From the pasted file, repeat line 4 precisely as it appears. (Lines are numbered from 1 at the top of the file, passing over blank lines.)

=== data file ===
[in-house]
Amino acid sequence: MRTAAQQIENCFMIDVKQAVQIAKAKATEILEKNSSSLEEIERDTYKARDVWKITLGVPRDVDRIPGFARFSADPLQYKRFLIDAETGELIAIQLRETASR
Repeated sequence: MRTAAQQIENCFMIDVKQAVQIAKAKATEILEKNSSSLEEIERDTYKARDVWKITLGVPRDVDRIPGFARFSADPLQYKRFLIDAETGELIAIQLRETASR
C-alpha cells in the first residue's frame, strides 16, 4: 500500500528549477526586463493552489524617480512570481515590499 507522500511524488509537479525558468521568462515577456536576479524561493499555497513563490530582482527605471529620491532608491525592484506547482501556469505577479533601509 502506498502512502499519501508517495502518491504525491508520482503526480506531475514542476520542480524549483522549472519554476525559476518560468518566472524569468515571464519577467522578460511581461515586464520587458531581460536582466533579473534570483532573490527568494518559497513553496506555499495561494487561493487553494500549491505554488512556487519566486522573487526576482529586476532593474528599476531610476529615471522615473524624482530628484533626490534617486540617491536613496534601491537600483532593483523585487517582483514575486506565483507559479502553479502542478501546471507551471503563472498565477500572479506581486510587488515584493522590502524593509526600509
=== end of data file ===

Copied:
C-alpha cells in the first residue's frame, strides 16, 4: 500500500528549477526586463493552489524617480512570481515590499 507522500511524488509537479525558468521568462515577456536576479524561493499555497513563490530582482527605471529620491532608491525592484506547482501556469505577479533601509 502506498502512502499519501508517495502518491504525491508520482503526480506531475514542476520542480524549483522549472519554476525559476518560468518566472524569468515571464519577467522578460511581461515586464520587458531581460536582466533579473534570483532573490527568494518559497513553496506555499495561494487561493487553494500549491505554488512556487519566486522573487526576482529586476532593474528599476531610476529615471522615473524624482530628484533626490534617486540617491536613496534601491537600483532593483523585487517582483514575486506565483507559479502553479502542478501546471507551471503563472498565477500572479506581486510587488515584493522590502524593509526600509